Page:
Enriching Your Dog’s Life

Enrichment is a popular word in the companion parrot world, and of course, in the zoo world. But most people don’t realize the importance of enrichment for dogs.

Enrichment is defined by the Association of Zoos and Aquariums as:

…”a dynamic process for enhancing animal environments within the context of the animals’ behavioral biology and natural history. Environmental changes are made with the goal of increasing the animal’s behavioral choices and drawing out their species-appropriate behaviors, thus enhancing animal welfare. “

Obviously, this definition is intended to give zookeepers direction when caring for wild and exotic species, but the same definition applies itself well to the dogs in our homes, too. Not only is enrichment a fun concept, it’s an important one, even for our domestic pets.

Dogs – even our modern day couch potato dogs – weren’t designed to do nothing all day and lay politely by our feet at night. Each breed, from the tiny Chihuahua to the enormous Great Dane, was designed with a purpose in mind. When we take away their purpose, we’re asking for all sorts of trouble.

There are several types of enrichment, and the AZA states:

“Several categories of enrichment are then used to enhance that species’ behavioral, physical, social, cognitive, and psychological well being. These categories are not mutually exclusive and often overlap, however each, if relevant to the species, should be incorporated into an animal’s enrichment plan. “

The AZA website explains several types of enrichment, including devices, habitat, sensory, food, social, and behavioral conditioning. So how do these apply to our dogs?

Enrichment devices for dogs are becoming more and more common. Designed to be manipulated by the dog, things that fall into this category include food dispensing toys like the Kong Classic and the Wobbler; Premier’s Kibble Nibble; and Nina Ottoson’s Puzzle Toys. Digging boxes also fall into this category.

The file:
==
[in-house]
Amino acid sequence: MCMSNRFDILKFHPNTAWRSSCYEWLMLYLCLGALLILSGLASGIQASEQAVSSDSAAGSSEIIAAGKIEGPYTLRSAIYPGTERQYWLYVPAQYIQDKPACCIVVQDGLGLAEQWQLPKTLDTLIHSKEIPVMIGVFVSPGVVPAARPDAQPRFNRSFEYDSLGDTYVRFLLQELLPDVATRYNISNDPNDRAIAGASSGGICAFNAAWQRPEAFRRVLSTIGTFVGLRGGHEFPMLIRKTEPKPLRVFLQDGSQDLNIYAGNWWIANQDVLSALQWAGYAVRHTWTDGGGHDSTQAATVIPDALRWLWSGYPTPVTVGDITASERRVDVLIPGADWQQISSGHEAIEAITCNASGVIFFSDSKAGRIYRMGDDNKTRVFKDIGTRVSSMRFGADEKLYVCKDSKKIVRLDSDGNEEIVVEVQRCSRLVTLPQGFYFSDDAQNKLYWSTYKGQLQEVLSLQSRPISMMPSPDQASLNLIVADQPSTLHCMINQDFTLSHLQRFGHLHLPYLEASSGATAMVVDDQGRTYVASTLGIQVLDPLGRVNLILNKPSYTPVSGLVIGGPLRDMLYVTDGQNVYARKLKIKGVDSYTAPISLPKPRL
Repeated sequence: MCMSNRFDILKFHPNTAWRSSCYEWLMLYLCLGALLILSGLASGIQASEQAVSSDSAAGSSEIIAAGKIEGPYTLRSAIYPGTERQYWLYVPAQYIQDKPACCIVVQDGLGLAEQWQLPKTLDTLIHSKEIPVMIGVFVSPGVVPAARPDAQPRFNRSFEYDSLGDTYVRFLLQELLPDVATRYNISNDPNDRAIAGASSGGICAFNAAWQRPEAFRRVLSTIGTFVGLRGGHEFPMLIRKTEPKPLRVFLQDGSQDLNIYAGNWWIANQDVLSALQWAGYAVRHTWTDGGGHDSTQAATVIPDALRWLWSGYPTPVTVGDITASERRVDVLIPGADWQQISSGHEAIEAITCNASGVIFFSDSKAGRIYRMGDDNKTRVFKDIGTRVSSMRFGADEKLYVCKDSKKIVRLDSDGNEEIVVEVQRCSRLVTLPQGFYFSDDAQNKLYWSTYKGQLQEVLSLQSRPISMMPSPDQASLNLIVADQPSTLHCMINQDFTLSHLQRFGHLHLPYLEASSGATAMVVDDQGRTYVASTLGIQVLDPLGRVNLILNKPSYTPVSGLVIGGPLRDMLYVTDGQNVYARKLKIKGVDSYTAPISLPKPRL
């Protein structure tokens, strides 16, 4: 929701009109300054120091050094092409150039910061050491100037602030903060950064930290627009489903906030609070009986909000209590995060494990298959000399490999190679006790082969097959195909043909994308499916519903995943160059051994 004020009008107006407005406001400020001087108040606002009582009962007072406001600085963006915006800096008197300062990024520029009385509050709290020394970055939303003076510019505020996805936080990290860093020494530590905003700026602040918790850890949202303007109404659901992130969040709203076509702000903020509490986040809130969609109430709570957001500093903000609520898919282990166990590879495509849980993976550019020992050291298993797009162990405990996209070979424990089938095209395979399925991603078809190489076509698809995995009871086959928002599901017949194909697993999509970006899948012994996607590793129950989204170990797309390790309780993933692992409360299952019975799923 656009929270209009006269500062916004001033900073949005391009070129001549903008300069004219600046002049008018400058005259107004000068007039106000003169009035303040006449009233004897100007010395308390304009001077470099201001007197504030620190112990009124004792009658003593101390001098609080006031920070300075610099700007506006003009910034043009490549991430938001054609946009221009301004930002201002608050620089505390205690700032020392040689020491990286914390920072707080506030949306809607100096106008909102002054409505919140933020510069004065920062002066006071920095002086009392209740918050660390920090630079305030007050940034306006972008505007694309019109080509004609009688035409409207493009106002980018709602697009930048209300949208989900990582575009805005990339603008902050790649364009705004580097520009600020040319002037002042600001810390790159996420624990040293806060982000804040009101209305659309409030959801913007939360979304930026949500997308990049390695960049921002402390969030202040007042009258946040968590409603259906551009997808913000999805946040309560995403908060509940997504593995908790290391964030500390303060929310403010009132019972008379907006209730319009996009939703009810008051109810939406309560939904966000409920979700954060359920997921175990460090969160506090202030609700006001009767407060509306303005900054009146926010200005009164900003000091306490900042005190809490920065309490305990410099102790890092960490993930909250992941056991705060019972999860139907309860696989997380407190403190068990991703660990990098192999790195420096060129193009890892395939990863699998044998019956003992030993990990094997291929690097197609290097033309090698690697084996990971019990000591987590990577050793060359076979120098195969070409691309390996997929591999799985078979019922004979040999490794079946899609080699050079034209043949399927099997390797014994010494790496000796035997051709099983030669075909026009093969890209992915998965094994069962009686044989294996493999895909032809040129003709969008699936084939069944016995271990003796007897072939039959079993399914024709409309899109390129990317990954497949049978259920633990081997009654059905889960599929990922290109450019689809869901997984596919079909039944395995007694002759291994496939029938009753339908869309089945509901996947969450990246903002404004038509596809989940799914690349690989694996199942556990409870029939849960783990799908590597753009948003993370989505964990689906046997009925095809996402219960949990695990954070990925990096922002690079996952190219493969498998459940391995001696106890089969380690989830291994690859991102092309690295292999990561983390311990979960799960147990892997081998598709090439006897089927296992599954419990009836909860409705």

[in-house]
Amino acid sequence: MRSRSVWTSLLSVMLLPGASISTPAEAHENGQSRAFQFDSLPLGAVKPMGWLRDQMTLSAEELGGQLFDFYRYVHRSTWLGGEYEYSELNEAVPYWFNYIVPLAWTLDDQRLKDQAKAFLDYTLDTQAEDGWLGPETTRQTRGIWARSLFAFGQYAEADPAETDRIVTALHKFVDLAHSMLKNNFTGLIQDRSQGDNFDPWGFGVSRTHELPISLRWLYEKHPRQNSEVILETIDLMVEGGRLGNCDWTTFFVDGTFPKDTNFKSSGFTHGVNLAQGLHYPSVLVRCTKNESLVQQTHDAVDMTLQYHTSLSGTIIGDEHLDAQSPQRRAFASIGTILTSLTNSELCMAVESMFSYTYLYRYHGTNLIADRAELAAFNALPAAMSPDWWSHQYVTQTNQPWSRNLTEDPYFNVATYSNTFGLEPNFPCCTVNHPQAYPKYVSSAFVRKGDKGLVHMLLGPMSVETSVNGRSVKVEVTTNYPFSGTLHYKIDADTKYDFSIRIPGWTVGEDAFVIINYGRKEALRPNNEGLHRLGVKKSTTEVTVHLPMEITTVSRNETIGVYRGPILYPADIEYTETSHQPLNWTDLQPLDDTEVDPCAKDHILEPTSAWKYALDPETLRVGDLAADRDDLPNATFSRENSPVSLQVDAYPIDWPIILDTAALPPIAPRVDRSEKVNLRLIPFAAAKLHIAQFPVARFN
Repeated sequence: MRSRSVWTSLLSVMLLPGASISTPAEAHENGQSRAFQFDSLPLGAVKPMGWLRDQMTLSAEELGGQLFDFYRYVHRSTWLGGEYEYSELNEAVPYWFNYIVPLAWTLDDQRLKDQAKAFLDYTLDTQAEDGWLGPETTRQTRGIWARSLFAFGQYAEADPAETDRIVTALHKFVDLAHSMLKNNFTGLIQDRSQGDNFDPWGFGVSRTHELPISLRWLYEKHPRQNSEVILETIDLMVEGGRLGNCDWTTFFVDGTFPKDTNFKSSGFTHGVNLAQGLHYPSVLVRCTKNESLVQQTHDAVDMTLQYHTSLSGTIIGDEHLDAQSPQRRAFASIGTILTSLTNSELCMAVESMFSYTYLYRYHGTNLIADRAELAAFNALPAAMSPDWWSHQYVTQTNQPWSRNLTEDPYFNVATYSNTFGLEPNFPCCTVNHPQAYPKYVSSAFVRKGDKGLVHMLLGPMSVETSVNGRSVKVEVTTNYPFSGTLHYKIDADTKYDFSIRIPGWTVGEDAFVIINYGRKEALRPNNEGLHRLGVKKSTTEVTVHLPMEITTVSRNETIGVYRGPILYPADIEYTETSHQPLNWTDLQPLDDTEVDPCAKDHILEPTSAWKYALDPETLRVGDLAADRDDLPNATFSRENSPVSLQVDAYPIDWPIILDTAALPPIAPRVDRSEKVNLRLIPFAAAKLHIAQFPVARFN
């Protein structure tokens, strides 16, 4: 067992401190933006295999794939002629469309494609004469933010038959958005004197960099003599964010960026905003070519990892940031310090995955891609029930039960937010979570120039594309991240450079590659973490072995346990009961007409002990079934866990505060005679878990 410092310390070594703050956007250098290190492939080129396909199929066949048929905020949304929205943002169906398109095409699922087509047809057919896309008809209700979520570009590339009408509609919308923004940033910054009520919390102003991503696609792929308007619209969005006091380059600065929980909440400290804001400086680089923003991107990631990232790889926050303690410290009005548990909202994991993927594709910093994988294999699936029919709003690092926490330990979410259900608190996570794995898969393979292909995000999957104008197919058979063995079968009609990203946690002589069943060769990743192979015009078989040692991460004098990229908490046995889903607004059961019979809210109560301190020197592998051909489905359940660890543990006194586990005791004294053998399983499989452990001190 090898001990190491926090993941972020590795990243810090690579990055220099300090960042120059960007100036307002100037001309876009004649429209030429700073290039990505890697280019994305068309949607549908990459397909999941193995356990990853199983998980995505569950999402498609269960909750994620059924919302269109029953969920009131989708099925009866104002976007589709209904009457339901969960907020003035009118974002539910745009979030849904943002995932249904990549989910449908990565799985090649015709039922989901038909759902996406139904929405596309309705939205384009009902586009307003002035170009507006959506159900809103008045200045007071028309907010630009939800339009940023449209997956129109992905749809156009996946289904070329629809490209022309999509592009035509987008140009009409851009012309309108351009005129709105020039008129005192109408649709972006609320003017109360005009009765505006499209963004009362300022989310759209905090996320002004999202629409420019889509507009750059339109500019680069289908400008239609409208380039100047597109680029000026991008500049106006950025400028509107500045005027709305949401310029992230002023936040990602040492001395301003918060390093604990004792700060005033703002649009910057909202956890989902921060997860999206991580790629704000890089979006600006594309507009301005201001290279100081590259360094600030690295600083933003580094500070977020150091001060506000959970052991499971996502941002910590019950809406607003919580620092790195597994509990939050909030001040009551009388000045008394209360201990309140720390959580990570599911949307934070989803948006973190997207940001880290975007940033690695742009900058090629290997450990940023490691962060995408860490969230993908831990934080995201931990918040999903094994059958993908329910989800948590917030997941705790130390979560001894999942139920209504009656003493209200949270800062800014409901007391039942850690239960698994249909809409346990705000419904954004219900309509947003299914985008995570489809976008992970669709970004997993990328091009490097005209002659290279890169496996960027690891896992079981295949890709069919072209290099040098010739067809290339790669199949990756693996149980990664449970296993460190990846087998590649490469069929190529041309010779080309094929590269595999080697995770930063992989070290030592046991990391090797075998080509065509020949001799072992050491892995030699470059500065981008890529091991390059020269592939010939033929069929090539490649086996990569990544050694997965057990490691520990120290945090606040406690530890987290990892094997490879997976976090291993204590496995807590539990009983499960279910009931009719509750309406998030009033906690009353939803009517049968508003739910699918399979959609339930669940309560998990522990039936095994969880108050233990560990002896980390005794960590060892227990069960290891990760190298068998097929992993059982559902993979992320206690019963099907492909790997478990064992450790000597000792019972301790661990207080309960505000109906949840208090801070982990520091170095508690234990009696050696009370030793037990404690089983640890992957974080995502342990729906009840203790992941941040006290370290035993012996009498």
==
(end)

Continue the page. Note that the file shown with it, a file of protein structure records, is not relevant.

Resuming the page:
Habitat enrichment, for those of us lucky enough to have a yard, encompases using all of the space your dog has, not just the space on the ground. Things like tire swings with food or toys tucked inside, springpoles and flirtpoles (not just for pit bulls!), scents placed (intentionally or not) on trees and shrubs, kiddie pools, wooden platforms, hiding spots like half-burried tractor tires and even dog houses, all fall into this category. Changing substrates – hay, wool, cloth, and so on – either in the general environment or in a hiding spot is also included.

Sensory enrichment is intended to use your dog’s natural senses (sight, scent, taste, hearing, and touch) to elicit natural behaviors. This can include scenting the envionment, items that can be manipulated, food dispensing toys, anything that elicits prey drive, edible bubbles, walks (especially  in new areas), music or animal sounds, and so on.

Food enrichment involves presenting food in ways that elicit hunting and/or foraging behaviors, encourage problem solving, and yes, even as a part of training. Foods may be frozen, hard, warmed, soft, and so on, and may be presented in new ways. Scattering kibble in the yard, buring Kong toys stuffed with wet food in a digging box, and placing treats into cardboard boxes to be shredded are all things that fall into this category.

Social enrichment involves allowing dogs to socialize, either with humans, other dogs, or other animals, and what is appropriate for each individual dog will vary. Some dogs are very social with other dogs, and others are not – know your dog! Play dates, dog parks, walks with a favored human, and living in a multi-dog household are all examples of social enrichment.

Behavioral conditioning is, simply put, training your dog. It isn’t just important for providing your dog with much-needed mental stimulation – it’s also a great way to spend time interacting positively with your dog while at the same time teaching him how to behave in a very human-oriented world. Training shouldn’t just be about sitting and staying. Encorporate behaviors that will make both of your lives easier: teach your dog to sit still for and tolerate veterinary exams, to “station” when guests arrive, and to enjoy nail trims.

Of course, you don’t need to (and shouldn’t) feel obligated to provide enrichment from every category every day. Many enrichment options will overlap categories (stuffed Kong toys, for example) and adding even just one item to your dog’s life each day will make a difference. With a little forethought and effort, both you and your dog will be happier and more relaxed!

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